In this post, I will share my experience writing the English exam and evaluating my education credentials which were key steps in getting my Canadian permanent residence, but first I hope everyone is doing good and staying safe. I know we’ve heard it a million times but it’s the best show of love you can give our world at this time. So stay in and be safe.
It has been a minute, I know- I’ve gone from house hunting to job searching to furnishing and now I can say I’m pretty settled so I’ll do my best to be more consistent. And as proof, I have multiple blog posts in my drafts ready to be published so here’s to weekly content. SHMG (So help me God )
So let’s continue the chronicles of my Canadian permanent residence journey which I started here, you should read that because this is a continuation.
The next step was to write our English exam. I registered for mine with the British Council, however, there are other options like MOD IDP. This is the British Council website and MOD IDP website. You can also visit their centers if you need more information but their website was pretty direct. You’ll need to register, pay, pick an exam date and location from the available options on their site. As of today, 29th March, it cost N75,000 as seen on the website, that might have changed now but you can check the current price here.
The required English exam is the IELTS General Training and It is divided into four sections.
Reading – A question and answer test where you read a comprehension/essay and answer questions following.
Writing – Here you write an essay and a letter. This could be the toughest. Well, it was for me. Most of my preparation was focused on this. Formal letters, informal letters, etc.
Listening – I think this is the easiest but it can be tricky. With the aid of provided earphones, you listen to recorded conversations and simultaneously answer the questions in your booklet. It requires a lot of attention and distractions could mean missing the answers to like five questions. You have to be focused.
Speaking – This happens on a separate day and I’ll say it is somewhat easy too. You sit in a room with an interviewer and you are given a topic to speak on (amidst other questions). Quick story; after my session, I was leaving when an official ran up to me to tell me there was an error with the recording and I have to do it again – could be the lady forgot to press the record button. I didn’t mind though because it wasn’t a difficult test. My initial topic was “Nigerian Weddings and what I love about it”. With the numerous ‘owanbes’ I’d attended, I had a lot to say. The second was to talk about a book I’d read. I started forming stories, all my Netflix shows can not waste. The point is they are testing how well you can speak and not the accuracy of your tales. Be audible, clear and use words you’re comfortable with.
Tip 1. If you are married and applying, both spouses need to write the language test as It’ll boost your score than one person writing.
While preparing, I seriously underestimated it because I mean “it’s just English right?” I think I studied online just once for like an hour. (Note: there are study websites all over the internet, so enrolling for special physical classes isn’t necessary). Please do not be like me. I repeat do not be like me. You need to aim for the highest possible score.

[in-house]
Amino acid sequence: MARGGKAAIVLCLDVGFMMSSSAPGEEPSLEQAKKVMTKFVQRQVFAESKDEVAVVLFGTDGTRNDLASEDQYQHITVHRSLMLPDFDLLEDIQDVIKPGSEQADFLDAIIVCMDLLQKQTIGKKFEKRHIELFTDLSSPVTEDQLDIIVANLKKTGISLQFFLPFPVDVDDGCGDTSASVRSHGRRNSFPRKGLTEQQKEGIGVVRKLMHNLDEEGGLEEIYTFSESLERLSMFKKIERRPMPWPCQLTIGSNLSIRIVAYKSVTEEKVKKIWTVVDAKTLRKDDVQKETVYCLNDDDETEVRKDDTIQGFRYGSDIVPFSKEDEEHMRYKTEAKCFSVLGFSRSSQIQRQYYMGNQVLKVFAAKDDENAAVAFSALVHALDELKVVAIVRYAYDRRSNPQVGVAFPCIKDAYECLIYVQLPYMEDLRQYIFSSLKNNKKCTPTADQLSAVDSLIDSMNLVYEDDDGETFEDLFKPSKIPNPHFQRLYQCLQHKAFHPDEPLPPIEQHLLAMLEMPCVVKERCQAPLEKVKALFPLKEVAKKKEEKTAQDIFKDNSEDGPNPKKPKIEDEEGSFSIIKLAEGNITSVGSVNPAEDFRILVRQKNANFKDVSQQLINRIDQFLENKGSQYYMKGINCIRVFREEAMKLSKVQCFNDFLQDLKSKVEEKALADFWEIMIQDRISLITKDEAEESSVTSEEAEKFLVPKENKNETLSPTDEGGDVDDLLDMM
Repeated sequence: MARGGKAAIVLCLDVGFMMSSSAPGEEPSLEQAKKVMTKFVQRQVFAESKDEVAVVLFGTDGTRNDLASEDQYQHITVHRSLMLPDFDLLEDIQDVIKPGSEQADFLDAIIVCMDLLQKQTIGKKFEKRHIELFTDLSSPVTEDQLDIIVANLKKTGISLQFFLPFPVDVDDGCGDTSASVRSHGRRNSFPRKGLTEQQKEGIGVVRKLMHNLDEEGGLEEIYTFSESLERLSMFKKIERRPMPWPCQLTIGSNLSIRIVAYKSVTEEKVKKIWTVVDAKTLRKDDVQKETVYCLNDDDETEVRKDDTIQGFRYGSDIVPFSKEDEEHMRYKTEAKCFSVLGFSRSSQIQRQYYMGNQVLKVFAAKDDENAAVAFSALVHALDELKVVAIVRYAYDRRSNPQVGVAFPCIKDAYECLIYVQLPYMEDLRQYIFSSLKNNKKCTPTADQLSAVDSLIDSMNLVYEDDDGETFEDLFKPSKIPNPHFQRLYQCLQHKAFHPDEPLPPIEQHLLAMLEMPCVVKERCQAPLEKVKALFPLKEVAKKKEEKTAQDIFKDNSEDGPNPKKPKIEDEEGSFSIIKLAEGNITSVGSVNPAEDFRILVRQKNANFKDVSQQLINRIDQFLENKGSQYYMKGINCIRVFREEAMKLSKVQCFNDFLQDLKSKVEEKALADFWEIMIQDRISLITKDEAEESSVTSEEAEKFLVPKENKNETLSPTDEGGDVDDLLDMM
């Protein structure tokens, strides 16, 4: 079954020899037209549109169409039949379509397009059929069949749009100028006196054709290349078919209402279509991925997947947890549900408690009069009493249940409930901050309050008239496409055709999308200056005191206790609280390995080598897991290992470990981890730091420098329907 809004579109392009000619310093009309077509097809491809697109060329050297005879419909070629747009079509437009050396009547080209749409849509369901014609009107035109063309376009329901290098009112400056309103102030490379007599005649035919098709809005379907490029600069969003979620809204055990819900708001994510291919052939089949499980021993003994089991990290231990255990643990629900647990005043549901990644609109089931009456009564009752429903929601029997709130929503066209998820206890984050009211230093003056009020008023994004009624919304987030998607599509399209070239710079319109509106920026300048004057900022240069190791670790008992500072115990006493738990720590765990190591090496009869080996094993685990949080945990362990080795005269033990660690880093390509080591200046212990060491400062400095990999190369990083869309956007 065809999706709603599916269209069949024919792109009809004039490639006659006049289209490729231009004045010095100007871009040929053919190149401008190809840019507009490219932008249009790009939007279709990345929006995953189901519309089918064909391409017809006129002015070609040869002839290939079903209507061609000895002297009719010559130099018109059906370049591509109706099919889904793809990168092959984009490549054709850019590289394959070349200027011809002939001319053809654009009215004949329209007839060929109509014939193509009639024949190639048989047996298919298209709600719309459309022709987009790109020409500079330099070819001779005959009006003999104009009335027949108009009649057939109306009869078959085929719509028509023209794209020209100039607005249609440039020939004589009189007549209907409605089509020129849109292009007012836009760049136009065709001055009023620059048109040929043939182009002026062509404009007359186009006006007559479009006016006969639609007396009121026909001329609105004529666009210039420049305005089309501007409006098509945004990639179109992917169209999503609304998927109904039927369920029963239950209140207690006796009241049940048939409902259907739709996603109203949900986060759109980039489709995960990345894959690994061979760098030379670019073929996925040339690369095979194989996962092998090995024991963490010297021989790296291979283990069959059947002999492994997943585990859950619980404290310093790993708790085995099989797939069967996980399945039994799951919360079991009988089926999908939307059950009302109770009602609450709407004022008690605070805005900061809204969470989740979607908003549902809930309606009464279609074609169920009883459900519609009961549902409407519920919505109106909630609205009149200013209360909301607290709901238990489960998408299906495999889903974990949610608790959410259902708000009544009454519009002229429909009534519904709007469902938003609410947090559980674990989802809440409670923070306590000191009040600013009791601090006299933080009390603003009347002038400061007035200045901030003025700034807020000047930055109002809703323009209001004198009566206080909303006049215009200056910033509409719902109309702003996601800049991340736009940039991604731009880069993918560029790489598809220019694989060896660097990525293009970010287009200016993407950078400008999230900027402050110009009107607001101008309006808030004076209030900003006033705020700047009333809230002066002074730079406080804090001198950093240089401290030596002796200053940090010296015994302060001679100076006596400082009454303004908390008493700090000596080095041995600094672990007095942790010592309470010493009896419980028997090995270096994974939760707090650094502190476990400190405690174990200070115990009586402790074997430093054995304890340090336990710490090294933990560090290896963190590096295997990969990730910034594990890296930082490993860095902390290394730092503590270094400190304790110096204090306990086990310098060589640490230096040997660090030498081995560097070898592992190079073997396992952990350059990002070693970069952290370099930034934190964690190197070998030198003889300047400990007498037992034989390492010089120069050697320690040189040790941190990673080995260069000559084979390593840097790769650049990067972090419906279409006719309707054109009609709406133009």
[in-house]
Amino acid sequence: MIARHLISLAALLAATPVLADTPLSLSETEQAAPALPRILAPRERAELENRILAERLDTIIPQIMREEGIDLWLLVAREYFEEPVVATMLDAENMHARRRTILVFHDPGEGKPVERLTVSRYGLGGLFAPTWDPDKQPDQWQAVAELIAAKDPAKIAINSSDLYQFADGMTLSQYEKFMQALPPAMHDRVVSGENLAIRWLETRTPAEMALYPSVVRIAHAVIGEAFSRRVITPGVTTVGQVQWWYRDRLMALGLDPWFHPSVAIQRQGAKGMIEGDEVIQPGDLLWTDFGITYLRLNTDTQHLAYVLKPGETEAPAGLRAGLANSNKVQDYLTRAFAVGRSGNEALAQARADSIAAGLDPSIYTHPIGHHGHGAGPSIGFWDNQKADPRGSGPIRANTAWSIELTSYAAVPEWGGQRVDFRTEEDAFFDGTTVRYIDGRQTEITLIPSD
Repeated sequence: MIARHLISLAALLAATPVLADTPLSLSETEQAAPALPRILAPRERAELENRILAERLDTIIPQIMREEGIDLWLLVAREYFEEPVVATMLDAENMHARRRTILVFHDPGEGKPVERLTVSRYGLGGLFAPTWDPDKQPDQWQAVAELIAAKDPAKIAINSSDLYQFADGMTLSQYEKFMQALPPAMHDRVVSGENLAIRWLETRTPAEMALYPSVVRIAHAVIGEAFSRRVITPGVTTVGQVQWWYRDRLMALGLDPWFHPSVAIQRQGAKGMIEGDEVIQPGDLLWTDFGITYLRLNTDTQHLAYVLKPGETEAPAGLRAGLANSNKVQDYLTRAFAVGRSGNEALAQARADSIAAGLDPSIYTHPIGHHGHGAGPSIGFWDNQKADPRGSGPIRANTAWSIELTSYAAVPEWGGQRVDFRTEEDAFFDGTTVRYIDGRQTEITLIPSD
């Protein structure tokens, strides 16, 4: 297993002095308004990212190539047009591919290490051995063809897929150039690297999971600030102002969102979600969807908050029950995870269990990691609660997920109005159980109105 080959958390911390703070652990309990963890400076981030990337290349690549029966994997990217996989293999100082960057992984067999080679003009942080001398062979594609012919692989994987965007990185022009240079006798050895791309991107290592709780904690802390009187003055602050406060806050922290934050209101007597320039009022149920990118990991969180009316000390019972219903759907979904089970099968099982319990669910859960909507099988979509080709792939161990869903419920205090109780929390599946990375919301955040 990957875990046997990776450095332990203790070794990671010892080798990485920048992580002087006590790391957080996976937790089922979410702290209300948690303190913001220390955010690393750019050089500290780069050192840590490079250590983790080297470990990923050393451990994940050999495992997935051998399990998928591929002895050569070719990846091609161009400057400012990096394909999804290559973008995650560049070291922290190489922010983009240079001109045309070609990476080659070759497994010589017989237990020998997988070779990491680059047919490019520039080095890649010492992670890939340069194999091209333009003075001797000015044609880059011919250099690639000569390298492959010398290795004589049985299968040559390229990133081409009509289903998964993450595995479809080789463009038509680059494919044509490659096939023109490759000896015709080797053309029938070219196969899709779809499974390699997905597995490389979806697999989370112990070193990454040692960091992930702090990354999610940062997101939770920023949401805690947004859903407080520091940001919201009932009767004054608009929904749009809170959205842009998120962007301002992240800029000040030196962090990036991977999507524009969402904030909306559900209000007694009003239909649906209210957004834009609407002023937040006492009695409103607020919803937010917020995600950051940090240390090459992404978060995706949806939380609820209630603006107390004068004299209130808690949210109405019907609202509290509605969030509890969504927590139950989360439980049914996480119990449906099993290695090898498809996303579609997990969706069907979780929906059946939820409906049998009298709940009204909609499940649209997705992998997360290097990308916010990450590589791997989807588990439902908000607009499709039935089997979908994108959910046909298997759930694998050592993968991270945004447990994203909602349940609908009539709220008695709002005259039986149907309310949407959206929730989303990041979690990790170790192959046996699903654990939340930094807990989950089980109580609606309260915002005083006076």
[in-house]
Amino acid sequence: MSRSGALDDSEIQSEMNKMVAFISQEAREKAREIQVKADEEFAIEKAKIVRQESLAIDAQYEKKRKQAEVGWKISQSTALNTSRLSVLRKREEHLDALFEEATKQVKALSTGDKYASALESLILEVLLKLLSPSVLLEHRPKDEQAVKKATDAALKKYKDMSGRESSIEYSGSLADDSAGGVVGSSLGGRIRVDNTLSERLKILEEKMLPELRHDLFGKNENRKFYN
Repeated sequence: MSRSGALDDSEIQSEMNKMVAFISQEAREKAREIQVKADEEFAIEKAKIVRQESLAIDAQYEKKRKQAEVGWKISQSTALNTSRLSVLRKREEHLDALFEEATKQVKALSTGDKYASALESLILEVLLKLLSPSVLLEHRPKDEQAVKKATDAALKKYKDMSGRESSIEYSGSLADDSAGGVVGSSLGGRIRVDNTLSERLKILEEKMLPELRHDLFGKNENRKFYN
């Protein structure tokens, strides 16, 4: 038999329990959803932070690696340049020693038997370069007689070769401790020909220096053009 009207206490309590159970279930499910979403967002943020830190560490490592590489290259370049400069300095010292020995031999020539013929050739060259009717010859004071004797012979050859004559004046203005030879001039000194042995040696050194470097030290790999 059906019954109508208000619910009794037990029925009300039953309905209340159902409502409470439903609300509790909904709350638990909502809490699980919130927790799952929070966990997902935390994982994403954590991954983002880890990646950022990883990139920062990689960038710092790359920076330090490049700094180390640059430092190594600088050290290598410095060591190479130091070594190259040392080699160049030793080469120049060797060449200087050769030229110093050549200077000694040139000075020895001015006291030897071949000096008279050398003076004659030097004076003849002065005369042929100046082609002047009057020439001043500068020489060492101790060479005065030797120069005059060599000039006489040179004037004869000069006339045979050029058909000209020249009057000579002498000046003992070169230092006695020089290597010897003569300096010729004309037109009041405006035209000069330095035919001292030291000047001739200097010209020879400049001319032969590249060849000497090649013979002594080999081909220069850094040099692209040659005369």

My husband is into communications so little wonder he got the highest in all the different sections (Reading, Speaking, Writing and Listening). Our joint score increased our points
The minimum score set by IRCC is Listening 6, Writing 6, Reading 6 & Speaking 6 but your average target score as the Principal Applicant (PA) should be L8, W7, R7 & S. My advice? Aim for a higher score of L8.5, W7.5, R8 & S7.5).
You must prepare well for the language assessment. Don’t stop pushing till you get the desired score. I know people that wrote the exam multiple times to get the score they need as a point can make a huge difference in your scores. We got lucky but don’t leave it to chance. PREPARE!!!
Tip 2. For yet more points, consider taking the French language test (TEF) if you’re fluent in the language. Not compulsory, but useful point-wise and also for securing certain jobs in Canada.
EDUCATION CREDENTIALS ASSESSMENT (ECA)
If you don’t already have your education credentials assessed, NOW is a good time to start. Your education credentials are your degrees, diplomas, masters, PHDs, etc. These have to be assessed by authorized Canadian bodies.
Designated organizations for ECAs are CES, ICAS, WES, IQAS, and ICES (For all professions except medicine & Pharmacy). MCC for Doctors and PEBC for Pharmacists.
Tip 3: For Education Credential Assessment(ECA), It is encouraged that the Principal Applicant (PA) & Spouse evaluate their educational credentials to boost your scores.
We used WES. You can go through their website here to know all about the requirements.
You must evaluate all your academic credentials but if you’re struggling to get all of them sent to the evaluating body, go ahead and evaluate your highest level of education.
In less than a week I was done assessing mine as a foreign graduate but my husband’s assessment took forever, so start ASAP and keep in close contact with your school as there might need to expedite the process.
ECA reports take a minimum of 6-8weeks to be delivered to you and could also take several months if you are not proactive. Mine was shorter. I’ll advise you to do this alongside preparing for your exam.
If you’ve done all this, you’re well on your way to getting your Canadian Permanent Residence.
The next post will be the concluding part of this series. For now, that will be all. What stage are you in the process? Do you have any questions about this? Let’s talk in the comment section.